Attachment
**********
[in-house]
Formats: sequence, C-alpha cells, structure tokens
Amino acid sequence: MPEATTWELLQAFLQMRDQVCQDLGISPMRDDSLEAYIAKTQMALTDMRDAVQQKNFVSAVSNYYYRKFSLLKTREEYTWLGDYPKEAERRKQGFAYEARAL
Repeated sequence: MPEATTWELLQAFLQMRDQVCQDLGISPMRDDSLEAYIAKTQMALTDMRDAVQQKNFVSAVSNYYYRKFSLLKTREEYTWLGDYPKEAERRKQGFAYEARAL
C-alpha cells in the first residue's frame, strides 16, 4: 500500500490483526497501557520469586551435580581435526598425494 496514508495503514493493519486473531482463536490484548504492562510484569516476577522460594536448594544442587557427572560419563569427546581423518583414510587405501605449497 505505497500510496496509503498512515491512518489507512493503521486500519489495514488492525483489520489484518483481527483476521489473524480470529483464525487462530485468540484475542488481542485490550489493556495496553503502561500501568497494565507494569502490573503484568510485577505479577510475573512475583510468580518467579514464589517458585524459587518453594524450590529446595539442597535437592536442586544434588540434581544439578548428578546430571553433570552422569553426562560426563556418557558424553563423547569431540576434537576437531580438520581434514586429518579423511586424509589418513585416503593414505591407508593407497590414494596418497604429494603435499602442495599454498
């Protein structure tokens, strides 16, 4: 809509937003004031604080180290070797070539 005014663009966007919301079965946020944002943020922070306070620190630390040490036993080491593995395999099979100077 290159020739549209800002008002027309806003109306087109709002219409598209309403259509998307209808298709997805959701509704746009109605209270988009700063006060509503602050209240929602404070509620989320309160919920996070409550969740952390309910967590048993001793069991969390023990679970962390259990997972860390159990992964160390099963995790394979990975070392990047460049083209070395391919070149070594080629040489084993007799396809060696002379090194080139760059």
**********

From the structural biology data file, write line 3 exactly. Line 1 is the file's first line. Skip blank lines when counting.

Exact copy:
Amino acid sequence: MPEATTWELLQAFLQMRDQVCQDLGISPMRDDSLEAYIAKTQMALTDMRDAVQQKNFVSAVSNYYYRKFSLLKTREEYTWLGDYPKEAERRKQGFAYEARAL